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Integral Numbers
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# Integral Numbers in

6 exercises

C#, like many statically typed languages, provides a number of types that represent integers, each with its own range of values. At the low end, the `sbyte` type has a minimum value of -128 and a maximum value of 127. Like all the integer types these values are available as `<type>.MinValue` and `<type>.MaxValue`. At the high end, the `long` type has a minimum value of -9,223,372,036,854,775,808 and a maximum value of 9,223,372,036,854,775,807. In between lie the `short` and `int` types.

Each of the above types is paired with an unsigned equivalent: `sbyte`/`byte`, `short`/`ushort`, `int`/`uint` and `long`/`ulong`. In all cases the range of the values is from 0 to the negative signed maximum times 2 plus 1.

Values of unsigned integral types are represented with a simple base 2 representation. Values of signed types use 2s complement signed number representation.

The multiplicity of integer types reflects machine architectures, in the size of registers, the size of CPU instruction arguments and the treatment of sign within the CPU. A value of type `long` uses 64 bits whereas a value of type `sbyte` uses 8 bits. In some cases there will be implications on CPU performance, memory usage and even disk usage (where selection of a smaller integer type will generally be beneficial). Selection of integer `type` can also be a rough and ready wsy of communicating information to other developers about the expected range of values. The `int` type is widely used as the default type where nothing special has been identified about the particular usage. The `long` or `ulong` is widely used as a simple identifier. The size of the type in bytes determines the range of values.

The types discussed so far are primitive types. Each is paired with a `struct` alias which implements fields (such as `MinValue`) and methods (such as `ToString()`) which are associated with the type.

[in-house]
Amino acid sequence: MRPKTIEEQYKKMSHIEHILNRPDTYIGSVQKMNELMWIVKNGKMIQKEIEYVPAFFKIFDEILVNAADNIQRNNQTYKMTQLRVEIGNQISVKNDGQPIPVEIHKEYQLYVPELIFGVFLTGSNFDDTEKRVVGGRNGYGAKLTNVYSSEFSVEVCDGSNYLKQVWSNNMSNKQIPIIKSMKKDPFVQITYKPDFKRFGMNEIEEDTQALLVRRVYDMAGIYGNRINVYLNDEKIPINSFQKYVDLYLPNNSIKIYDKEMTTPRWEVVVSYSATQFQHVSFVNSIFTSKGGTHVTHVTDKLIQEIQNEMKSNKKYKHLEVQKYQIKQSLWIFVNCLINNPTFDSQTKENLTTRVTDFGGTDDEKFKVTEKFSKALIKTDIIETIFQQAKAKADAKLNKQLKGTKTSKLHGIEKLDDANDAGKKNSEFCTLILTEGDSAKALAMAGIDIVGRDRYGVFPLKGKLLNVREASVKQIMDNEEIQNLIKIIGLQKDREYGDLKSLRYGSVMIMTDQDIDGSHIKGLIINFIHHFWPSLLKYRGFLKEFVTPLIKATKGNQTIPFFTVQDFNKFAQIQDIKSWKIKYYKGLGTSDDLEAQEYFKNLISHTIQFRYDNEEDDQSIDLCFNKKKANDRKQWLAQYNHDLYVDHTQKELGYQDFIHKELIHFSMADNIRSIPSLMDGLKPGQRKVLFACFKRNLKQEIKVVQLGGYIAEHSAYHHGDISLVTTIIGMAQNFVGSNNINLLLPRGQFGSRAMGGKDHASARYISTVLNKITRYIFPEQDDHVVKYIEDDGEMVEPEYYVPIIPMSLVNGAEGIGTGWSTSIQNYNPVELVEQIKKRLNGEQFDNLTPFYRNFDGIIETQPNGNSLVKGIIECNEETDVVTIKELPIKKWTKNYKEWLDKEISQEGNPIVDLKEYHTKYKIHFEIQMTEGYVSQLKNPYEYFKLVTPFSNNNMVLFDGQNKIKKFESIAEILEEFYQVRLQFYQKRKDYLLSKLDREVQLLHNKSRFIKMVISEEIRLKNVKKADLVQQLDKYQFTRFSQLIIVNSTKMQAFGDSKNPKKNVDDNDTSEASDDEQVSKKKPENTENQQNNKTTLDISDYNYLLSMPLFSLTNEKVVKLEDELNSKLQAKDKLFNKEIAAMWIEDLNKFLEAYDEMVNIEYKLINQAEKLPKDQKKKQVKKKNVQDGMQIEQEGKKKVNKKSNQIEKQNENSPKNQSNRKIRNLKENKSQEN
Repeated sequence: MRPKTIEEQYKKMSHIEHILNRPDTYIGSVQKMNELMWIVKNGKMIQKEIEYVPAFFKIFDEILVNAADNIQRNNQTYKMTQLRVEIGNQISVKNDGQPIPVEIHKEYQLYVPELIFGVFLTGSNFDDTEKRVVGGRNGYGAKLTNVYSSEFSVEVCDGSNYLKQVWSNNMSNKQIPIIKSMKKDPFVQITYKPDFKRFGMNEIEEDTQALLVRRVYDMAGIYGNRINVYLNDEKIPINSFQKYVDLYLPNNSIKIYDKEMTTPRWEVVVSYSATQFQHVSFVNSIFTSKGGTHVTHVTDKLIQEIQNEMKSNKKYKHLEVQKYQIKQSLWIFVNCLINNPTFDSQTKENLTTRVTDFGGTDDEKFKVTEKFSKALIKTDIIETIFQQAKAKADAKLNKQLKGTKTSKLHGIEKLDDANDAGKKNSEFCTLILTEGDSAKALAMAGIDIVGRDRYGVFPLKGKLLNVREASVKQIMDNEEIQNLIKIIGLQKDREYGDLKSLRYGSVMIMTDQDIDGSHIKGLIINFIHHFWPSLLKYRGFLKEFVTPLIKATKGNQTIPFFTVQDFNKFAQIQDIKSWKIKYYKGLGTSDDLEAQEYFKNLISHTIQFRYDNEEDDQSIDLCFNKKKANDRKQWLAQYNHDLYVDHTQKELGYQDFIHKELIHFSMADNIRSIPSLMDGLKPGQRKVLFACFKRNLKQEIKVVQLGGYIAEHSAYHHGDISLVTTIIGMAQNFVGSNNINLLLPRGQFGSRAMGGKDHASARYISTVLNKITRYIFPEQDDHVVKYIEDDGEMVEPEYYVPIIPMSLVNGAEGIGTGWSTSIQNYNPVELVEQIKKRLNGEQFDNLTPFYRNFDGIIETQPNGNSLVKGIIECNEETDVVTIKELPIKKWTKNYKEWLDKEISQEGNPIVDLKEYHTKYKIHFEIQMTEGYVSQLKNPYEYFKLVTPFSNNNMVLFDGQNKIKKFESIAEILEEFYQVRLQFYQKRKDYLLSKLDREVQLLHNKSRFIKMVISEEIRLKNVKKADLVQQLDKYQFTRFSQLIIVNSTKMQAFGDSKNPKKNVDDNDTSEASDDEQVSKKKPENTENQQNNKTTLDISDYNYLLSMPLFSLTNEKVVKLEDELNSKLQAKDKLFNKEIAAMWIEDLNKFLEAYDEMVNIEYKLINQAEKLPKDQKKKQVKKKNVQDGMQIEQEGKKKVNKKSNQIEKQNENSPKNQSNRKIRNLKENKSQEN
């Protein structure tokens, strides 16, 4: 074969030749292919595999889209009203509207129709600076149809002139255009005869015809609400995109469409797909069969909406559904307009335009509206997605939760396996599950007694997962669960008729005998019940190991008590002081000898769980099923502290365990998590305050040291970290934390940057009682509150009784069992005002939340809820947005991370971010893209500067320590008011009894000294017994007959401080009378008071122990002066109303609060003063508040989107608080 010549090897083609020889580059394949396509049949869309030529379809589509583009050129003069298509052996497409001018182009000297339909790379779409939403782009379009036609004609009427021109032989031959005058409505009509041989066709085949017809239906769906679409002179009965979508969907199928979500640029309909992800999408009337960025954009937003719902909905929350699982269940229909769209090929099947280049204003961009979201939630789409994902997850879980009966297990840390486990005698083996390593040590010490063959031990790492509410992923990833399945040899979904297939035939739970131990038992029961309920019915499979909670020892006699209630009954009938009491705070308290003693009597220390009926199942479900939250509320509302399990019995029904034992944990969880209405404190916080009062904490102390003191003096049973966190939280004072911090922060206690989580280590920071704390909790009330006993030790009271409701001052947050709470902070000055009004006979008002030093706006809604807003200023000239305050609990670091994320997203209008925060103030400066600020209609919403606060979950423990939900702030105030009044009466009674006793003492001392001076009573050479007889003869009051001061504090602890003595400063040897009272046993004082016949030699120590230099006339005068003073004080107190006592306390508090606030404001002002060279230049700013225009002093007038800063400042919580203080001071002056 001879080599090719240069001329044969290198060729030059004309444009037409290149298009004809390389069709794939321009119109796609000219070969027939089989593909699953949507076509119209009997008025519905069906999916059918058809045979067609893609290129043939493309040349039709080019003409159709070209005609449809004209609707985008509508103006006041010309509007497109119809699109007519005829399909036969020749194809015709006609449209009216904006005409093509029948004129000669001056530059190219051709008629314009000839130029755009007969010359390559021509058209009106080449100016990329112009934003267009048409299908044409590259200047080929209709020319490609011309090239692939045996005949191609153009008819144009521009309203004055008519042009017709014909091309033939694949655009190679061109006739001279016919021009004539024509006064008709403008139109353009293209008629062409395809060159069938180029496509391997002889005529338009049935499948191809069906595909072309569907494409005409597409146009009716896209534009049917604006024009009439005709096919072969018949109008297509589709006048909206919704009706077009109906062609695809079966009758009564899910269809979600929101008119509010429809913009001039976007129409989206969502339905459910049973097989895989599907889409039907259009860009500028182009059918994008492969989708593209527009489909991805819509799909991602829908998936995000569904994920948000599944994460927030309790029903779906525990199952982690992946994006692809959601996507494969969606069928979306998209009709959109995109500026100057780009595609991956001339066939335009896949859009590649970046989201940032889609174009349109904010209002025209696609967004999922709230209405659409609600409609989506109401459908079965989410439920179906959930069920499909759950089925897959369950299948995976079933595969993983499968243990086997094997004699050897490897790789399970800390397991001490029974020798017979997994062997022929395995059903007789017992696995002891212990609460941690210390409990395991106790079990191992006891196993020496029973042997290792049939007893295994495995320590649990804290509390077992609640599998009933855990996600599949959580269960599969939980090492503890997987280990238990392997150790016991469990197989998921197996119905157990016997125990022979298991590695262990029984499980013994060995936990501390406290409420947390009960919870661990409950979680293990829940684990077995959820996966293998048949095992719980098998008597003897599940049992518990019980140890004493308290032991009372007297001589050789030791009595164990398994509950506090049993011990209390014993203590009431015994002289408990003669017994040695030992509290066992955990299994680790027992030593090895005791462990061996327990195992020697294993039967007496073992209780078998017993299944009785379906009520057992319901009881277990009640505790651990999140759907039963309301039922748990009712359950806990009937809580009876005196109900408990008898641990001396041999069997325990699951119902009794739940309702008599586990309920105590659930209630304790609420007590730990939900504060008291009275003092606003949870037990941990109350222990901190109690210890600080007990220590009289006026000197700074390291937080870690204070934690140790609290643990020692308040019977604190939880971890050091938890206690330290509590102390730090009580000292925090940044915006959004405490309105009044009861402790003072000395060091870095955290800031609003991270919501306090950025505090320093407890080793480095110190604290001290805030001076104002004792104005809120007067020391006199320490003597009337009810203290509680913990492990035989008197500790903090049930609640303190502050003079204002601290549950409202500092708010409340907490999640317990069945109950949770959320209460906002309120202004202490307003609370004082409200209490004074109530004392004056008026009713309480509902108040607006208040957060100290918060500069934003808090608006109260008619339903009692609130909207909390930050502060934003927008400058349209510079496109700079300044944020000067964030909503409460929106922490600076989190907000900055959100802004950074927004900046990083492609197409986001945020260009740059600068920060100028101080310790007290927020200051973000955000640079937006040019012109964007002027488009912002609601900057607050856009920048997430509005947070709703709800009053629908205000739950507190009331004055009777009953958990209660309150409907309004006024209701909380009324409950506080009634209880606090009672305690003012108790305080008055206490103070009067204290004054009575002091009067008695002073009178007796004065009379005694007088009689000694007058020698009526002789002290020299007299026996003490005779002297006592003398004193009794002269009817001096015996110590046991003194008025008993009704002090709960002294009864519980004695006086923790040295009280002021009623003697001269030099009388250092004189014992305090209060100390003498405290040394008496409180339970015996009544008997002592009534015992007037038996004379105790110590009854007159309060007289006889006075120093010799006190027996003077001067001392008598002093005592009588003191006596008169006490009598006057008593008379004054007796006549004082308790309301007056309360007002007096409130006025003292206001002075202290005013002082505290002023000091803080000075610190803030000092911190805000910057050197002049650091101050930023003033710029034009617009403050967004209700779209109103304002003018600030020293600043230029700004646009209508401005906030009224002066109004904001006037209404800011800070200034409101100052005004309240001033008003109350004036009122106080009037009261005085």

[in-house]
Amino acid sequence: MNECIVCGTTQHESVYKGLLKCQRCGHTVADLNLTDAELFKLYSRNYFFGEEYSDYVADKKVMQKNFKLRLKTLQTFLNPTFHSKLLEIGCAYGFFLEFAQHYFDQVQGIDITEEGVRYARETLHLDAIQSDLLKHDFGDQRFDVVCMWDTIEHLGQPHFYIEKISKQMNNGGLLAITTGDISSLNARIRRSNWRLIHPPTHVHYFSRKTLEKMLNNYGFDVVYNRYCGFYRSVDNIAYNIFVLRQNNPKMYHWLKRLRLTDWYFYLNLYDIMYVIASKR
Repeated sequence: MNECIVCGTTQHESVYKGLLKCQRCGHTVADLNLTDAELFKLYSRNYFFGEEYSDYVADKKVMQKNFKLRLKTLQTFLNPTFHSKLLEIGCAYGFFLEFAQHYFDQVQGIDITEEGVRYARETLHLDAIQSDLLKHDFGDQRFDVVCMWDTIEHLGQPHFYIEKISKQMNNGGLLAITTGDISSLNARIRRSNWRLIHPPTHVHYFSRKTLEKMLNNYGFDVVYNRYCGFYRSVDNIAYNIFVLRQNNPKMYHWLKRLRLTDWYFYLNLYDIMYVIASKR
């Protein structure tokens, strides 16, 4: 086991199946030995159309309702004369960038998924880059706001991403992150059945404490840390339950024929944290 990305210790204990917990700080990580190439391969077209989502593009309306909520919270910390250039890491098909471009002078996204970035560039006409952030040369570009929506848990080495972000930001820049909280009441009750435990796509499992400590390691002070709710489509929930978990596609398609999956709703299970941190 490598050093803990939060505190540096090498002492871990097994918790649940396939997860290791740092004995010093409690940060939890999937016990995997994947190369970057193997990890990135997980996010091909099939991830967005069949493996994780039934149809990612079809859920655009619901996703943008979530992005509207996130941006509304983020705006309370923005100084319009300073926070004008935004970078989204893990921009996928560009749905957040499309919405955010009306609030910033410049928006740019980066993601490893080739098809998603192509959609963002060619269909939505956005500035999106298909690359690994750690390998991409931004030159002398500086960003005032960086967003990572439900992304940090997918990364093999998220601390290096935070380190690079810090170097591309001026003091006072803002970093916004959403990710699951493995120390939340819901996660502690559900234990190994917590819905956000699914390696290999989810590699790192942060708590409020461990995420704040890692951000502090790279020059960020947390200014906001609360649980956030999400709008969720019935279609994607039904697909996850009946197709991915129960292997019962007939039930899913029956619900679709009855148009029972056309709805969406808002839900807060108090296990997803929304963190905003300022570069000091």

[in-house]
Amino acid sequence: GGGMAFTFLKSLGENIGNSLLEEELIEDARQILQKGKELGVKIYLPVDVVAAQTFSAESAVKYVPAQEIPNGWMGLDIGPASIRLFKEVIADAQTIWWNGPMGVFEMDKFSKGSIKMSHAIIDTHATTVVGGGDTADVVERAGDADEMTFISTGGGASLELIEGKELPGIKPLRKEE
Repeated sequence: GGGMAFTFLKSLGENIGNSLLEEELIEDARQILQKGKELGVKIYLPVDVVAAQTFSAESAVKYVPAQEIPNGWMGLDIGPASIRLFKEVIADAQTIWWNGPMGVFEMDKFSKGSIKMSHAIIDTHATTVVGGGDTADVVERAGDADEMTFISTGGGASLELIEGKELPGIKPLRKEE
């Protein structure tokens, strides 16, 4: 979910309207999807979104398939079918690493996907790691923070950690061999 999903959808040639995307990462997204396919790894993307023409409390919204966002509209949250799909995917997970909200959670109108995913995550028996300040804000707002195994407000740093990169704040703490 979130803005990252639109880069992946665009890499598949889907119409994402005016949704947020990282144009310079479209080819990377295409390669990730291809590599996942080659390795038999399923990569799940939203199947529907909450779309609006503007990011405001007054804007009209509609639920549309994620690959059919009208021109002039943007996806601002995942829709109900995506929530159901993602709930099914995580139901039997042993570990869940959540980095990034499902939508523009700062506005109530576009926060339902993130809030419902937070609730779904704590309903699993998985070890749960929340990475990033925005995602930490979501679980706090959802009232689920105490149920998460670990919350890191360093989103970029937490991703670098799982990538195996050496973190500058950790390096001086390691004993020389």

Type Struct Width Minimum Maximum
`sbyte` `SByte` 8 bit -128 +127
`short` `Int16` 16 bit -32_768 +32_767
`int` `Int32` 32 bit -2_147_483_648 +2_147_483_647
`long` `Int64` 64 bit -9_223_372_036_854_775_808 +9_223_372_036_854_775_807
`byte` `Byte` 8 bit 0 +255
`ushort` `UInt16` 16 bit 0 +65_535
`uint` `UInt32` 32 bit 0 +4_294_967_295
`ulong` `UInt64` 64 bit 0 +18_446_744_073_709_551_615

### Casting

A variable (or expression) of one type can easily be converted to another. For instance, in an assignment operation, if the type of the value being assigned (rhs) ensures that the value will fit within the range of the type being assigned to (lhs) then there is a simple assignment:

``````ulong ul;
uint ui = uint.MaxValue;
ul = ui;    // no problem
``````

On the other hand if the range of type being assigned from is not a subset of the assignee's range of values then a cast, `()` operation is required even if the particular value is within the assignee's range:

``````uint ui;
short s = 42;
ui = (uint)s;
``````

In the above example, if the value lay instead outside the range of the assignee then an overflow would occur. See overflow.

The requirement for casting is determined by the two types involved rather than a particular value.

The following paragraphs discuss the casting of integral types. (see casting) provides a broader discussion of casting and type conversion. See that documentation for a discussion of conversion between integral types and floating-point numbers, `char` and `bool`.

#### Casting Primitive Types - Implicit

C#'s type system is somewhat stricter than C's or Javascript's and as a consequence, casting operations are more restricted. Implicit casting takes place between two numeric types as long as the "to" type can preserve the scale and sign of the "from" type's value.

An implicit cast is not signified by any special syntax.

#### Casting Primitive Types - Explicit

Where numeric types cannot be cast implicitly you can generally use the explicit cast operator.

Where the value being cast cannot be represented by the "to" type because it is insufficiently wide or there is a sign conflict then an overflow exception may be thrown.

##### Casting Primitive Types - Examples
``````int largeInt = Int32.MaxValue;
int largeNegInt = Int32.MinValue;
ushort shortUnsignedInt = ushort.MaxValue;

// implicit cast
int from_ushort = shortUnsignedInt;          // 65535
float from_int = largeInt;                   // -21474836E+09

// explicit cast
uint from_largeInt = (uint)largeInt;         // 2147483647
uint from_neg = (uint) largeNegInt;          // 2147483648 or OverflowException is thrown (if checked)

``````
##### Bit conversion

The `BitConverter` class provides a convenient way of converting integer types to and from arrays of bytes.

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